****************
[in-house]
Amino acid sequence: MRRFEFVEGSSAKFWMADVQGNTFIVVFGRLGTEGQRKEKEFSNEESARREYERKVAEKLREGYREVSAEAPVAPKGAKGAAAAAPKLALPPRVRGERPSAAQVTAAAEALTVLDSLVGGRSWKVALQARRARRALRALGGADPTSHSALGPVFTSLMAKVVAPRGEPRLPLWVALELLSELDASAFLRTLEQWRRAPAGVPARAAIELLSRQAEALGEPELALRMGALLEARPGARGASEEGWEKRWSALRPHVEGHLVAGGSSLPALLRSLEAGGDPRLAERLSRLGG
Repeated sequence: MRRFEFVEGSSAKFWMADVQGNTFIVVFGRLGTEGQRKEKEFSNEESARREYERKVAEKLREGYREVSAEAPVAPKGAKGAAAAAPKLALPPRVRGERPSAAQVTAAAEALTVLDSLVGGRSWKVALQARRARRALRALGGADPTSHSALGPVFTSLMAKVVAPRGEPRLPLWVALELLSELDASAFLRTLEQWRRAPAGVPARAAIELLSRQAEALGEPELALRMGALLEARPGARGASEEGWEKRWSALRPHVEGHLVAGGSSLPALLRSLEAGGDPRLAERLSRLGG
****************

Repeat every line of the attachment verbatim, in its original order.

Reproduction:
[in-house]
Amino acid sequence: MRRFEFVEGSSAKFWMADVQGNTFIVVFGRLGTEGQRKEKEFSNEESARREYERKVAEKLREGYREVSAEAPVAPKGAKGAAAAAPKLALPPRVRGERPSAAQVTAAAEALTVLDSLVGGRSWKVALQARRARRALRALGGADPTSHSALGPVFTSLMAKVVAPRGEPRLPLWVALELLSELDASAFLRTLEQWRRAPAGVPARAAIELLSRQAEALGEPELALRMGALLEARPGARGASEEGWEKRWSALRPHVEGHLVAGGSSLPALLRSLEAGGDPRLAERLSRLGG
Repeated sequence: MRRFEFVEGSSAKFWMADVQGNTFIVVFGRLGTEGQRKEKEFSNEESARREYERKVAEKLREGYREVSAEAPVAPKGAKGAAAAAPKLALPPRVRGERPSAAQVTAAAEALTVLDSLVGGRSWKVALQARRARRALRALGGADPTSHSALGPVFTSLMAKVVAPRGEPRLPLWVALELLSELDASAFLRTLEQWRRAPAGVPARAAIELLSRQAEALGEPELALRMGALLEARPGARGASEEGWEKRWSALRPHVEGHLVAGGSSLPALLRSLEAGGDPRLAERLSRLGG